This is an interview that was part of Pennsylvania Passages 1 that was conducted during March, 2000 in eastern Pennsylvania, principally around Philadelphia and as far wast as Huntingdon. Interviews with potters and ceramic artists in western Pennsylvania from State College to Pittsburgh and Erie appeared in issue Volume 29 Number 1. The comments published are excerpted from extended archival interviews conducted in situ with each person, and constitute in their entirety part of the Studio Potter Archive of American Potters.
I started as Shigeyoshi's apprentice. It was hard for me, mostly I think because of my own incompetence. I couldn't speak Japanese and didn't understand a lot of what was going on around me. I didn't know what to expect. Lots of things happened, such as a faucet breaking off in my hands, and tools that seemed to disintegrate.
I just wasn't aware of how flimsy things were. They began treating me like I might break anything I touched. Boy, I was dangerous for a while, like a bull in a china shop. After a while I seemed to get the hang of things. I did general upkeep chores, like sweeping and splitting wood and pugging clay. There was an electric wheel I was assigned to, and I made smalI sake cups if there wasn't anything else to do. I was expected to practice, not contribute to the workshop's production, as my cups were thrown back to be reconstituted.
After a year I decided the end of my time in this workshop had come. I went back to Kobe and studied Japanese language for eight months. I studied pottery in Mashiko with Tapo Narui in 1985, then met Shiro Otani and eventually became Otani's assistant when he traveled to the United States. I had learned that the spectrum of apprenticeships in Japan can be from one extreme or the other, or anything in between.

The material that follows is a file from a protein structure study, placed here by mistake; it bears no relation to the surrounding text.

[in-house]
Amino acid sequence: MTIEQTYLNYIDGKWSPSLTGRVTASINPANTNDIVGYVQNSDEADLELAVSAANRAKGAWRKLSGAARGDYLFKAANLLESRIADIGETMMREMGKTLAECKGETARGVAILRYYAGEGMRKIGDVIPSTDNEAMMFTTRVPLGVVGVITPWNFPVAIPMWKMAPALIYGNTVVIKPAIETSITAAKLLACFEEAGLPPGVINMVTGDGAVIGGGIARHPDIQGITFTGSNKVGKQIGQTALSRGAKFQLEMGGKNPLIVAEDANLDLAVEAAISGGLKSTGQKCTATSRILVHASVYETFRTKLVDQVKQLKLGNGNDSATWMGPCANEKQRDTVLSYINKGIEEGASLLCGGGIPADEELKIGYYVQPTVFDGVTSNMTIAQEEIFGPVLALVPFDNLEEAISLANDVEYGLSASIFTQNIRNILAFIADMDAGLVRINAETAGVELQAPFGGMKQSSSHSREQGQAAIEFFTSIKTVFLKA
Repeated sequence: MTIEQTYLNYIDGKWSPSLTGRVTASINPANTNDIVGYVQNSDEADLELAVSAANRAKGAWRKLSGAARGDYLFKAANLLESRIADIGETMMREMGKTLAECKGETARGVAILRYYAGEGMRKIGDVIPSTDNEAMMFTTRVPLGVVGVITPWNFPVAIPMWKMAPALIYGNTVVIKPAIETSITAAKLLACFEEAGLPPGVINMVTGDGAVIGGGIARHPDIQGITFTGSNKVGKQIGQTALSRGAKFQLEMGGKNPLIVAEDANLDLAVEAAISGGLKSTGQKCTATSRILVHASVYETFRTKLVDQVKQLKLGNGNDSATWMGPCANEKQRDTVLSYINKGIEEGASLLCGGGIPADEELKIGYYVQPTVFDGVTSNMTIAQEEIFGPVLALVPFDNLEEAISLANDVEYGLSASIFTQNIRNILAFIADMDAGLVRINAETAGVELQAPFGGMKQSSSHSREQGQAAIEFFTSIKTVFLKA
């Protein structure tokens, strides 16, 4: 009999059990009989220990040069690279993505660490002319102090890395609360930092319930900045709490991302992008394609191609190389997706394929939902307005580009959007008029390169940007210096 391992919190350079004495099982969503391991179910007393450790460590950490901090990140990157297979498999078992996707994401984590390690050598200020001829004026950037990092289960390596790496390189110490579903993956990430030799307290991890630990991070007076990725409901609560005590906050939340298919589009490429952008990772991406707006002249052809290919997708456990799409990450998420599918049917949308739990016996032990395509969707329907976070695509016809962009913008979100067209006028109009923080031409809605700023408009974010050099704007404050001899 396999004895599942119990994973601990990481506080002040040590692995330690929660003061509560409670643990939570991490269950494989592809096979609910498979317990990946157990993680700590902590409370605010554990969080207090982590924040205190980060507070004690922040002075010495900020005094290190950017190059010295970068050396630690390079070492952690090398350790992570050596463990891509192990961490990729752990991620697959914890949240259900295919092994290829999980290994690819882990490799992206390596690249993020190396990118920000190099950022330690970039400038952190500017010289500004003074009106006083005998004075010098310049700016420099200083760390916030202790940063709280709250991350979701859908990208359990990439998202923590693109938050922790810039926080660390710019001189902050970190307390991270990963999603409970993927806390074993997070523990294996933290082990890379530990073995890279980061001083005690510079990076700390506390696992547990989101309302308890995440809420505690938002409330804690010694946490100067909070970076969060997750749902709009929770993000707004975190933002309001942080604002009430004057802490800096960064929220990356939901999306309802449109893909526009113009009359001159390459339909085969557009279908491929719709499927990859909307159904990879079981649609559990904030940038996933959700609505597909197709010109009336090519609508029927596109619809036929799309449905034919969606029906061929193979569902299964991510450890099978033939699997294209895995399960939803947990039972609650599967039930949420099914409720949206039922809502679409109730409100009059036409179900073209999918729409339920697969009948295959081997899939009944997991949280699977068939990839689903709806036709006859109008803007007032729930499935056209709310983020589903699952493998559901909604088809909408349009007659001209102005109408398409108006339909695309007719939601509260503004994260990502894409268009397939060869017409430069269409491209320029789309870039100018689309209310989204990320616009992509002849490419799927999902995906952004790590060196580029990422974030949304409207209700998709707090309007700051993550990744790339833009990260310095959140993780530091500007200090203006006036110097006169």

I was married in 1987 and we came back here to Pennsylvania to set up a pottery at my grandparents' place in Kempton. We turned the chicken coop into a workshop, then built a climbing kiln. I had expected to use just storebought clays and glazes the way all potters in the U.S. did, but my wife said, No, we will find our own clay and use
ashes for glazes. Now we use wood ash, corn stalk ash, rice ash, clay out of the creek for slips, and the clay from Hawk Mountain for making pots. I use 2/3 Hawk Mt. clay, 1/3 mixture of stoneware clays. The ash comes from the fireplace. It takes a lot of corn stalks to make an ash. I use 1/3 cornstalk ash, 1/3 wood ash, and 1/3 feldspar. I often put it on top of other glazes. The rice hull ash is more refractory with twice as much silica.
I have a Mashiko-style climbing kiln with four chambers, based on the design of the Tsuneo Narui family. I only use three or four cords of wood to fire, and usually fire only three chambers. The firing is 36 hours for four chambers, a little quicker for three chambers. I preheat for several days. Ifire three times a year. Lots of friends come to help me out. I've got a hearty crew to help.
My main production is tableware, things people can use to eat from. Plates, bowls, cups, mugs, serving dishes. Also large jars, mostly decorative. Also things for the tea ceremony. Uresenke teachers from Philly and Washington have come up here, and I like making things for them.